June 19, 2018
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Three hearings on Maine shrimp fishery scheduled next week

By Bill Trotter, BDN Staff

ELLSWORTH, Maine —- Fishermen who want to talk to regulators about the northern shrimp fishery, and about why this winter’s shrimp season was shut down six weeks early, will get the chance to do so early next week in Hancock County

The Atlantic States Marine Fisheries Commission has released its public information document on the fishery on its website and is soliciting public comment about it. To that end, the Maine Department of Marine Resources is holding a public hearing at 6 p.m. Monday, May 2, at Ellsworth City Hall.

According to a press release from ASMFC, the hearing and others that will be held in Maine, Massachusetts and New Hampshire will give the public the chance to weigh in on “changes observed in the fishery, actions that should or should not be taken in terms of management, regulation, enforcement and research; and any other concerns about the fishery.”

Stephen Beathem of Maine Shellfish in Ellsworth said Friday that one of the main regional concerns with shrimp regulation, which likely will be raised at Monday’s hearing, is the way targeted catch limits are reached. Shrimp are migratory, he said, and start the winter season in the western Gulf of Maine before they swim toward the east.

This past winter, the targeted landings limit for northern shrimp was 4,000 metric tons, or about 8.8 million pounds. The season was scheduled to be open from Dec. 1, 2010, to April 15, 2011, but by mid-February an estimated 4,200 metric tons of shrimp already had been caught. As a result of the high landings in the western Gulf of Maine, the season was closed at the end of February, six weeks ahead of schedule.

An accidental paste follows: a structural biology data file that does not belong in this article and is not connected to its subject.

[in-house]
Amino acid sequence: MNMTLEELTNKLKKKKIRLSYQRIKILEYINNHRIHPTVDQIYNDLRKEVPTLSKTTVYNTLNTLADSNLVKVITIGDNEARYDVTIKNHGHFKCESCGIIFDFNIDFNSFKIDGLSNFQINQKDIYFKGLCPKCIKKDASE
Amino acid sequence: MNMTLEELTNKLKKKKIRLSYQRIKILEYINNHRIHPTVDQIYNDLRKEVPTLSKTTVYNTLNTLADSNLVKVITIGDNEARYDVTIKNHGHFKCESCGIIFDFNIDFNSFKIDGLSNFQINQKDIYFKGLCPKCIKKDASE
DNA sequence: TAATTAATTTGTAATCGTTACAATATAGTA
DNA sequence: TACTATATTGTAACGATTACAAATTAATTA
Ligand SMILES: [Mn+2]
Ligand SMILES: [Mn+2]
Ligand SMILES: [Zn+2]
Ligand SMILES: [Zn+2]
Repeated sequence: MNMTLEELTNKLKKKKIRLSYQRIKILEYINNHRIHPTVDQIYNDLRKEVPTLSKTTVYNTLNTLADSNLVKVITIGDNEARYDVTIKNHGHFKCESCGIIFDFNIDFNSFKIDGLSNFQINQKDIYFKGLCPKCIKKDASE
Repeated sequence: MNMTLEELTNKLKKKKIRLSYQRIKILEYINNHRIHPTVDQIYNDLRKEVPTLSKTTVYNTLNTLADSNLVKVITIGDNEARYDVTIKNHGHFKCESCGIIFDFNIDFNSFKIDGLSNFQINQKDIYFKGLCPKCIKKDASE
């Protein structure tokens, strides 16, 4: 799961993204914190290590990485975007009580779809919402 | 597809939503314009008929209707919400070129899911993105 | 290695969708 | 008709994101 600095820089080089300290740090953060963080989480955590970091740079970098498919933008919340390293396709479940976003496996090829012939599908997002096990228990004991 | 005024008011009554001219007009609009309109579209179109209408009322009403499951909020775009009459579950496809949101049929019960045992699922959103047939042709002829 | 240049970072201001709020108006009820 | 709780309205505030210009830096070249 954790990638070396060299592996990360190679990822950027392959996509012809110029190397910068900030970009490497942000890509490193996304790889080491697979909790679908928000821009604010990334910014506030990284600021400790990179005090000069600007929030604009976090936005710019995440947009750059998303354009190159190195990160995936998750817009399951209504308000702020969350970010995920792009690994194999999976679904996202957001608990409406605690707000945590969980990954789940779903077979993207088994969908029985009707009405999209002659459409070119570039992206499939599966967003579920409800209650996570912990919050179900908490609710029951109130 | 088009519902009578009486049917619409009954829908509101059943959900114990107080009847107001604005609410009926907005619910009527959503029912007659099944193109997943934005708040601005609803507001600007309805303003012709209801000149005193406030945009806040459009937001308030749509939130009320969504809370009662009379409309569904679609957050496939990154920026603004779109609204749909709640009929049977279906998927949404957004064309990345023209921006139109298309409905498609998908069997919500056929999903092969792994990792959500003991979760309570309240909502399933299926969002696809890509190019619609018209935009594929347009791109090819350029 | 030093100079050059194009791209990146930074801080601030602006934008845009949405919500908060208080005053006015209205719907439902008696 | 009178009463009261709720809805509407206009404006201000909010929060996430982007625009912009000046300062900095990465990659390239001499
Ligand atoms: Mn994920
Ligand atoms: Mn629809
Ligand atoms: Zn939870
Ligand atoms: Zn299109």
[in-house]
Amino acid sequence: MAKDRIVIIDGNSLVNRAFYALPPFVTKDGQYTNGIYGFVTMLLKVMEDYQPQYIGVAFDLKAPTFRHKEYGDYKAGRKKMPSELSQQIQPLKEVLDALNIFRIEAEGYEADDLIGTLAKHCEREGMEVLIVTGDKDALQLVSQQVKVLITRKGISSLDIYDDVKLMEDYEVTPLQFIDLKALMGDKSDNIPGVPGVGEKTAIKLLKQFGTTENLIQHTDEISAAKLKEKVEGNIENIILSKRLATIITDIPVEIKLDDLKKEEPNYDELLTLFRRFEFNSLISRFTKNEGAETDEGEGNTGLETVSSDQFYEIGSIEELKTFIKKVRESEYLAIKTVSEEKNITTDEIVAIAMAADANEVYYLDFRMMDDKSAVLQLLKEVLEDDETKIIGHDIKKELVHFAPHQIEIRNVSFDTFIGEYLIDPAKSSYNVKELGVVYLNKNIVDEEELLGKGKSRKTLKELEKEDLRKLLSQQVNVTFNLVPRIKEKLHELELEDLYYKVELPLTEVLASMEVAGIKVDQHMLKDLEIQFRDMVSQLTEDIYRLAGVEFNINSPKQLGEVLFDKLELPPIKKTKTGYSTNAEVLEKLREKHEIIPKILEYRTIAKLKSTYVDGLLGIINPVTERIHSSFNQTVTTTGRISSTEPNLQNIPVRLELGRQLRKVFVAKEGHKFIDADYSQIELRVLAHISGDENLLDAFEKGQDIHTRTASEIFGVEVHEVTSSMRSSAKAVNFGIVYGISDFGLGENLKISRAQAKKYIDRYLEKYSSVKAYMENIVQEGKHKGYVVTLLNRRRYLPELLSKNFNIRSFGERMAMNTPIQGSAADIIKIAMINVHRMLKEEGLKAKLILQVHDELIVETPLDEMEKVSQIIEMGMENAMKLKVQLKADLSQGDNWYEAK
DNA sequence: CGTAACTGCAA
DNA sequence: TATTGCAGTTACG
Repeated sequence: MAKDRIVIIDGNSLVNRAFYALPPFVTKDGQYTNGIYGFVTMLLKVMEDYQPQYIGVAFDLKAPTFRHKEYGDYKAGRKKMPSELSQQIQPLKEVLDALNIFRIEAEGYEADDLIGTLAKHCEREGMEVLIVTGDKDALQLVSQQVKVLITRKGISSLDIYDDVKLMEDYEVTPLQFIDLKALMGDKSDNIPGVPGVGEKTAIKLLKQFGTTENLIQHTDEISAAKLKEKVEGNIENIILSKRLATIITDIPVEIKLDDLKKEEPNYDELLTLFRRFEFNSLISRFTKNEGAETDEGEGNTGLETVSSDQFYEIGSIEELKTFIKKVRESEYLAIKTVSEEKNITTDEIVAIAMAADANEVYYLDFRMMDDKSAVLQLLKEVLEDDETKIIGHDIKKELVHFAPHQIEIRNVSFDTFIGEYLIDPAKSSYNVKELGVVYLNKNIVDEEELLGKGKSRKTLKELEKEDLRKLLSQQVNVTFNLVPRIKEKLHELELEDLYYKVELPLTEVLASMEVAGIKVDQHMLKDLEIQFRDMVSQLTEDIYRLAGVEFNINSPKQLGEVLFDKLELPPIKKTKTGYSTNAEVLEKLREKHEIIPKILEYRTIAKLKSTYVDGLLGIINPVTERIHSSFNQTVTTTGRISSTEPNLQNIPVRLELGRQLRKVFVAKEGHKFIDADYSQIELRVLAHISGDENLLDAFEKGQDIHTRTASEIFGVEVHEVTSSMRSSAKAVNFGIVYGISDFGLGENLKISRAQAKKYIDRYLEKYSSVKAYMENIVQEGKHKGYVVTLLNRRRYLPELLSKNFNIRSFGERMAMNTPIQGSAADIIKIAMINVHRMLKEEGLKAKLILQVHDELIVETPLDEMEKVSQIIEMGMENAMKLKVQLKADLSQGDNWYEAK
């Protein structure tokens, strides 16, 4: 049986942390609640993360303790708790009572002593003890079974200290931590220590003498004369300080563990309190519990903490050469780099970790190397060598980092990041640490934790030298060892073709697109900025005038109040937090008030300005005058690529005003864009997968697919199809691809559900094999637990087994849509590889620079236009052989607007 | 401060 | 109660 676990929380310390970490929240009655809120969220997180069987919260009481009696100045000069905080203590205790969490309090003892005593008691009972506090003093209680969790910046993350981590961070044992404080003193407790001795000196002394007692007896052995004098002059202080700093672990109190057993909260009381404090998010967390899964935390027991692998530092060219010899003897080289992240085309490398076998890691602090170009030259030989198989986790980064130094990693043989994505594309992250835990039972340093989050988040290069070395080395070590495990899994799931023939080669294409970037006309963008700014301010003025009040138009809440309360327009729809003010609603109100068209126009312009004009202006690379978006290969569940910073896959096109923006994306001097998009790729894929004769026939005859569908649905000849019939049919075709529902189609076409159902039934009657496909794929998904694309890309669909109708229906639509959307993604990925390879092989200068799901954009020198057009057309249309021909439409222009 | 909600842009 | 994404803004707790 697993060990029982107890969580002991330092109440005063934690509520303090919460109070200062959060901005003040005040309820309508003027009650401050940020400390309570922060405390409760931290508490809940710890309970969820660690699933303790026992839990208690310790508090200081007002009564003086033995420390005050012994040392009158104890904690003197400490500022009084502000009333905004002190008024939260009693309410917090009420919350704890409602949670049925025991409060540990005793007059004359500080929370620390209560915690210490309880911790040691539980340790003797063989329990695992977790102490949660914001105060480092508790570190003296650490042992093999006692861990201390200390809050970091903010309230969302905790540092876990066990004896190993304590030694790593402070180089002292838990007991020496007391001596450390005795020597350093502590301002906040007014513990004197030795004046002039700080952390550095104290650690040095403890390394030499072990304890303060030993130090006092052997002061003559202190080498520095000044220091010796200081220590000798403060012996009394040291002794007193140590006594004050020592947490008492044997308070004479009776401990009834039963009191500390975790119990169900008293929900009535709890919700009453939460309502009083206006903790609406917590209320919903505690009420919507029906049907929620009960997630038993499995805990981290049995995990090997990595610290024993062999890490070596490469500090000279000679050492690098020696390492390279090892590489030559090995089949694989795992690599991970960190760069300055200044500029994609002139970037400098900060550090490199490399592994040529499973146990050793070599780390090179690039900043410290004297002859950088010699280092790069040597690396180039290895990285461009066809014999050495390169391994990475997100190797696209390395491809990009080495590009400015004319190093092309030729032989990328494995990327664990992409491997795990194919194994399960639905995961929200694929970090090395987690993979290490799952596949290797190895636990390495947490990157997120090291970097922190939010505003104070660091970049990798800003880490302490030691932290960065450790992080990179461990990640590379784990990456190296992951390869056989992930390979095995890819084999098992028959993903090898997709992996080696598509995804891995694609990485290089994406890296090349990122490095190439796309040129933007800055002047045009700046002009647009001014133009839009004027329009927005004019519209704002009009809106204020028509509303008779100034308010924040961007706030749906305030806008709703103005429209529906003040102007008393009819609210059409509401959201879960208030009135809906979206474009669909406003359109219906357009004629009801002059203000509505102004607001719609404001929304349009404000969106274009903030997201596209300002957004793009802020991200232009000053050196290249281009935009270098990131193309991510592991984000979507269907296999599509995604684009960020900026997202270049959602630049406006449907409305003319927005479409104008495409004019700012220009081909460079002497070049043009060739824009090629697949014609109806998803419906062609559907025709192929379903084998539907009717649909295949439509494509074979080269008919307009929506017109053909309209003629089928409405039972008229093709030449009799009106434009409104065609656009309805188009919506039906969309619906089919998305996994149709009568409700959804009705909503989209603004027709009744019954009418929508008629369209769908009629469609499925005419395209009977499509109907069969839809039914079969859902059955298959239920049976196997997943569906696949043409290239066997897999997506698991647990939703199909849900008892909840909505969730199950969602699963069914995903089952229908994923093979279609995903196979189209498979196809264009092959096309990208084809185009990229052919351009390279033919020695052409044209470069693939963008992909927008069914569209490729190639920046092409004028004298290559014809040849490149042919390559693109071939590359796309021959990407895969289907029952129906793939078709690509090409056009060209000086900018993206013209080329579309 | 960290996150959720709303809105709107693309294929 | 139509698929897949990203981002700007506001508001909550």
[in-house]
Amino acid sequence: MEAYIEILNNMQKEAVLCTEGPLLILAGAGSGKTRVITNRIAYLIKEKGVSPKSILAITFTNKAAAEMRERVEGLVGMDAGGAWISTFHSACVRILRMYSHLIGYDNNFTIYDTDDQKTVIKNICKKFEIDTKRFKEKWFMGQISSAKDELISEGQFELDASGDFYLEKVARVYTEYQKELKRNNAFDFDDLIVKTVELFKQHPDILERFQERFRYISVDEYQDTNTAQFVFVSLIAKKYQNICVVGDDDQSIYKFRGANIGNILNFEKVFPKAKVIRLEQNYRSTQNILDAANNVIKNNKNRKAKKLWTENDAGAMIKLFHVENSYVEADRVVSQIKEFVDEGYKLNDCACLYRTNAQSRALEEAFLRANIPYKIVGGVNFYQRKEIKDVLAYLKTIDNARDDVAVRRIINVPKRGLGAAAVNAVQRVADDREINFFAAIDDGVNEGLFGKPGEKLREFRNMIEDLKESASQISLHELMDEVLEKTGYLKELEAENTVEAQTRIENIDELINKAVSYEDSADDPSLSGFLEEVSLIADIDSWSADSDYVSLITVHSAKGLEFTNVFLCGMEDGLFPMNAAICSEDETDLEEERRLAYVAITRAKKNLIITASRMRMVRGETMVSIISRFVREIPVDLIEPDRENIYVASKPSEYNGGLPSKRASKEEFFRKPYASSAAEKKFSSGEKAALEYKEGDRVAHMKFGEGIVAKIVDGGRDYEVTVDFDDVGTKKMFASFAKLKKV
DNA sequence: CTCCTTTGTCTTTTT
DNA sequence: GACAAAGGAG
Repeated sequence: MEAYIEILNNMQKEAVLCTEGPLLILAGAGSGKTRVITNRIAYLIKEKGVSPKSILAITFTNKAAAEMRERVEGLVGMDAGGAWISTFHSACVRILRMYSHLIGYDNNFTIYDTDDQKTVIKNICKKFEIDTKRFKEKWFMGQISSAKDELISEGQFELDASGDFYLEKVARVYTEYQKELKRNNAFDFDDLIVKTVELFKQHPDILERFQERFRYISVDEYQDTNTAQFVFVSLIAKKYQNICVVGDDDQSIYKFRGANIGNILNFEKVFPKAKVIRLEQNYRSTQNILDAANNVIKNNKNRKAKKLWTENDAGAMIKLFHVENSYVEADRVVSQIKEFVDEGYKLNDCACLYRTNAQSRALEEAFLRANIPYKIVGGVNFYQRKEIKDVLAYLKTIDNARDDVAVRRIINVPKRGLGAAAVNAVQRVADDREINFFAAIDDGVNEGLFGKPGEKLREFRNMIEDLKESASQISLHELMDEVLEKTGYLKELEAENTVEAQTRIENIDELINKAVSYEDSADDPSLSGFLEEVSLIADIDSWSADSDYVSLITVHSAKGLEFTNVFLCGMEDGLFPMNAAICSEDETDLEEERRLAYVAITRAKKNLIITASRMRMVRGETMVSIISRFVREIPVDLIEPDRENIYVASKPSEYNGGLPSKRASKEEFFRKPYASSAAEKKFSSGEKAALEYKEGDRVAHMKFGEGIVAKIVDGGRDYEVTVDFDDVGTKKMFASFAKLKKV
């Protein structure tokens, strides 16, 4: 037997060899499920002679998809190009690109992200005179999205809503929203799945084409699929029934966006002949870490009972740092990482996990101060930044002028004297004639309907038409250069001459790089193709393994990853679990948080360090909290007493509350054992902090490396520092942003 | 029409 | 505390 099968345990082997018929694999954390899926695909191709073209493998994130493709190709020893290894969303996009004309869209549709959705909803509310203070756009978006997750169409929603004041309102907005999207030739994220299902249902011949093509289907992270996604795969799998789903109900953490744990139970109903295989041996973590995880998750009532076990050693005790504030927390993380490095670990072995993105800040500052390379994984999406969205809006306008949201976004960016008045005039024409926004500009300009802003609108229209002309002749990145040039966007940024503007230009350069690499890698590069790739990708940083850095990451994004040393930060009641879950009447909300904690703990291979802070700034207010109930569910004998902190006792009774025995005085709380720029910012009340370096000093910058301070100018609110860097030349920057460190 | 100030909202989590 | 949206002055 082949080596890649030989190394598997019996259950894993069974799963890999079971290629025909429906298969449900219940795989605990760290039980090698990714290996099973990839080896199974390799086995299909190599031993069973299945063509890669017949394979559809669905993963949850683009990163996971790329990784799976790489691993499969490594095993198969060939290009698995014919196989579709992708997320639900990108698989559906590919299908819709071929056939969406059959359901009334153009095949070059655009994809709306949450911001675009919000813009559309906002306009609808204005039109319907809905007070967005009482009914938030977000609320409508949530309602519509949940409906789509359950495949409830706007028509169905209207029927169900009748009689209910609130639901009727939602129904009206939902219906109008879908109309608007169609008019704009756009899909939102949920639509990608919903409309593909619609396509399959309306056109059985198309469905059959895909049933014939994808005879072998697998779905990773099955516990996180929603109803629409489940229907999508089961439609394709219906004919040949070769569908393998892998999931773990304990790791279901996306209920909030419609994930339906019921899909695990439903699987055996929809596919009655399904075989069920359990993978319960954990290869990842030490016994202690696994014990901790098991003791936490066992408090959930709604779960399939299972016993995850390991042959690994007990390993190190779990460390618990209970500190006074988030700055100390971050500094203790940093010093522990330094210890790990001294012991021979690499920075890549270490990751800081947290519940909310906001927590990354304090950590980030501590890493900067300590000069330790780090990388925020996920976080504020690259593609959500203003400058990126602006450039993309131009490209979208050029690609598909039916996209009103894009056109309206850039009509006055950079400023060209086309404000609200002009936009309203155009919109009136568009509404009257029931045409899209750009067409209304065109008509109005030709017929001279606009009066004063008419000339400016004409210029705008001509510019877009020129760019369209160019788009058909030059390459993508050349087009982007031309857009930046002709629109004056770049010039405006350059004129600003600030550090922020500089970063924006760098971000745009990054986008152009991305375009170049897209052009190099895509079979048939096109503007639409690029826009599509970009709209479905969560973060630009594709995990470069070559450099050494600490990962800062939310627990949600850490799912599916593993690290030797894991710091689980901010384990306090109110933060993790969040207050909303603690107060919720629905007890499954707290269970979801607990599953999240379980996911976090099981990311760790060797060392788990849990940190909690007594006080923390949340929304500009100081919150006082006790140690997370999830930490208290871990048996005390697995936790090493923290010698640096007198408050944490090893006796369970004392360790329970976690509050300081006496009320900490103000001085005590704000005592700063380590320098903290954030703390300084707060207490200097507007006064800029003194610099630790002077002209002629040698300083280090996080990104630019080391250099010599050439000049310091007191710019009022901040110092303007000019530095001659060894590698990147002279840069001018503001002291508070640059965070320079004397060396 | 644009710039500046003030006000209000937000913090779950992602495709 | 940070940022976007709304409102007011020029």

Beathem said more should be done to limit offshore shrimp fishing so fishermen in eastern Maine get more opportunity to harvest the crustacean before the season ends. He said an area fisherman who sells to Maine Shellfish told him that his best day of shrimp fishing was Feb. 28, the last day of the season.

Had the season been extended, Beathem said, fishermen in eastern Maine would have had the opportunity to catch between 250,000 pounds and 500,000 pounds of additional shrimp in Down East waters.

“That has a tremendous impact on the economy of the area,” Beathem said.

The seafood processing official said that regulating the industry to promote inshore shrimp fishing would be more fair and more sustainable. Adult female shrimp come near shore to release their eggs, he said, and are more likely to have released their eggs by the time they have appeared in inshore traps and nets. Down East fishermen also are likely to have more opportunity to catch shrimp if offshore shrimp fishing is restricted so that shrimp have more time to travel east before the catch limit is reached, Beathem said.

According to ASMFC officials, other management aspects of the fishery that are open for discussion include trip limits, mortality targets, limited entry and a reporting system, among others.

Other hearings on the shrimp fishery will be held in Maine later next week. Besides the hearing in Ellsworth, one will be held at 6 p.m. Wednesday, May 4, at the Portland High School library in Portland, and another at 6 p.m.Thursday, May 5, at Rockland Middle School in Rockland.

The deadline for submitting written comments is 5 p.m. May 20, 2011. More information about

the fishery and about submitting comments is available at http://www.maine.gov/dmr/rm/shrimp/pid.htm or by calling Michael Waine of the ASMFC at 703-842-0740.

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